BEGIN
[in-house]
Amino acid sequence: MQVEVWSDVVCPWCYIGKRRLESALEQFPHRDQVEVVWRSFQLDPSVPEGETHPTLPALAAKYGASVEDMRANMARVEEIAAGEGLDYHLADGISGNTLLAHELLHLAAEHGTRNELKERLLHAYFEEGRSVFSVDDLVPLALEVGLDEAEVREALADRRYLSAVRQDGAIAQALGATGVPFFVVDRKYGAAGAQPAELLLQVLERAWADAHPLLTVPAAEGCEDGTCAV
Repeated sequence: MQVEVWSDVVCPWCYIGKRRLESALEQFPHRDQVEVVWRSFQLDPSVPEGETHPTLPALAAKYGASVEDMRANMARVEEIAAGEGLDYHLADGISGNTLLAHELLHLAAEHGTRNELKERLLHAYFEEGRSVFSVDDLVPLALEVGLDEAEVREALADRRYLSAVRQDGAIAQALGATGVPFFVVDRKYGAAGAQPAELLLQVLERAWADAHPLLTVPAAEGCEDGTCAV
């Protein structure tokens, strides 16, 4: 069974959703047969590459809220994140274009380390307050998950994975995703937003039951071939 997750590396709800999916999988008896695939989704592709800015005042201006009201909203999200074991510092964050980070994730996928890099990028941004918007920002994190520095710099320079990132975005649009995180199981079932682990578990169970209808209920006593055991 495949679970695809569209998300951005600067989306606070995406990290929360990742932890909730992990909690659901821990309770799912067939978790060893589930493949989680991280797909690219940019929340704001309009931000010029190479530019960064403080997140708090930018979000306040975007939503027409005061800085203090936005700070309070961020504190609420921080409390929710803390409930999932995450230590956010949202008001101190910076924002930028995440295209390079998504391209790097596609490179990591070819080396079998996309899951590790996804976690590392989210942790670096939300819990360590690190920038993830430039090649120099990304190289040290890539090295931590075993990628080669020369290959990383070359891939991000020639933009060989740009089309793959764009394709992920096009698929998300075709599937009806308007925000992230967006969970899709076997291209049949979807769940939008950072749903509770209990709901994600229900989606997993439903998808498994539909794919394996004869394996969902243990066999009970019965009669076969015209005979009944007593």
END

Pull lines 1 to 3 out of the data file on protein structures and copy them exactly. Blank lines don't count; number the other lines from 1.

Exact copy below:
[in-house]
Amino acid sequence: MQVEVWSDVVCPWCYIGKRRLESALEQFPHRDQVEVVWRSFQLDPSVPEGETHPTLPALAAKYGASVEDMRANMARVEEIAAGEGLDYHLADGISGNTLLAHELLHLAAEHGTRNELKERLLHAYFEEGRSVFSVDDLVPLALEVGLDEAEVREALADRRYLSAVRQDGAIAQALGATGVPFFVVDRKYGAAGAQPAELLLQVLERAWADAHPLLTVPAAEGCEDGTCAV
Repeated sequence: MQVEVWSDVVCPWCYIGKRRLESALEQFPHRDQVEVVWRSFQLDPSVPEGETHPTLPALAAKYGASVEDMRANMARVEEIAAGEGLDYHLADGISGNTLLAHELLHLAAEHGTRNELKERLLHAYFEEGRSVFSVDDLVPLALEVGLDEAEVREALADRRYLSAVRQDGAIAQALGATGVPFFVVDRKYGAAGAQPAELLLQVLERAWADAHPLLTVPAAEGCEDGTCAV